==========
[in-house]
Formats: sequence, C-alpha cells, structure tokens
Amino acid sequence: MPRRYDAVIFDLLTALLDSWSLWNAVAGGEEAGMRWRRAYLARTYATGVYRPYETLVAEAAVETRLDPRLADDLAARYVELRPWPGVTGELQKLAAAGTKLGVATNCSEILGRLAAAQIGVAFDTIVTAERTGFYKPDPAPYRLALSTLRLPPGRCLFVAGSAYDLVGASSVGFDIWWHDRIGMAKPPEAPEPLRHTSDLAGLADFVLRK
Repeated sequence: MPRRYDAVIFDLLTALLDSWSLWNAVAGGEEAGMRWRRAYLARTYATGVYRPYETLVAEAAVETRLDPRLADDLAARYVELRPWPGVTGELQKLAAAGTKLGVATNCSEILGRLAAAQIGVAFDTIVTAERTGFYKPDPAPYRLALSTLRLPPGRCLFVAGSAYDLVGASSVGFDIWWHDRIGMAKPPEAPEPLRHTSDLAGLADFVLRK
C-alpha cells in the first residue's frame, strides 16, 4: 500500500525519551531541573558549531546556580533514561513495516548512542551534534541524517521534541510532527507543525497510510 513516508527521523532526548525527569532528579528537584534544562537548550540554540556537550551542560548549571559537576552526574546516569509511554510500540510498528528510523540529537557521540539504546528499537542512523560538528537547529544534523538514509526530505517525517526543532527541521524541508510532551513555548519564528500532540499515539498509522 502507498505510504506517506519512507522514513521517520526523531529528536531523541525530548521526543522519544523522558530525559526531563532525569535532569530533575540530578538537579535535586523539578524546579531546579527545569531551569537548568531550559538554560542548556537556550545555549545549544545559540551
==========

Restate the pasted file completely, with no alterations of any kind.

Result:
[in-house]
Formats: sequence, C-alpha cells, structure tokens
Amino acid sequence: MPRRYDAVIFDLLTALLDSWSLWNAVAGGEEAGMRWRRAYLARTYATGVYRPYETLVAEAAVETRLDPRLADDLAARYVELRPWPGVTGELQKLAAAGTKLGVATNCSEILGRLAAAQIGVAFDTIVTAERTGFYKPDPAPYRLALSTLRLPPGRCLFVAGSAYDLVGASSVGFDIWWHDRIGMAKPPEAPEPLRHTSDLAGLADFVLRK
Repeated sequence: MPRRYDAVIFDLLTALLDSWSLWNAVAGGEEAGMRWRRAYLARTYATGVYRPYETLVAEAAVETRLDPRLADDLAARYVELRPWPGVTGELQKLAAAGTKLGVATNCSEILGRLAAAQIGVAFDTIVTAERTGFYKPDPAPYRLALSTLRLPPGRCLFVAGSAYDLVGASSVGFDIWWHDRIGMAKPPEAPEPLRHTSDLAGLADFVLRK
C-alpha cells in the first residue's frame, strides 16, 4: 500500500525519551531541573558549531546556580533514561513495516548512542551534534541524517521534541510532527507543525497510510 513516508527521523532526548525527569532528579528537584534544562537548550540554540556537550551542560548549571559537576552526574546516569509511554510500540510498528528510523540529537557521540539504546528499537542512523560538528537547529544534523538514509526530505517525517526543532527541521524541508510532551513555548519564528500532540499515539498509522 502507498505510504506517506519512507522514513521517520526523531529528536531523541525530548521526543522519544523522558530525559526531563532525569535532569530533575540530578538537579535535586523539578524546579531546579527545569531551569537548568531550559538554560542548556537556550545555549545549544545559540551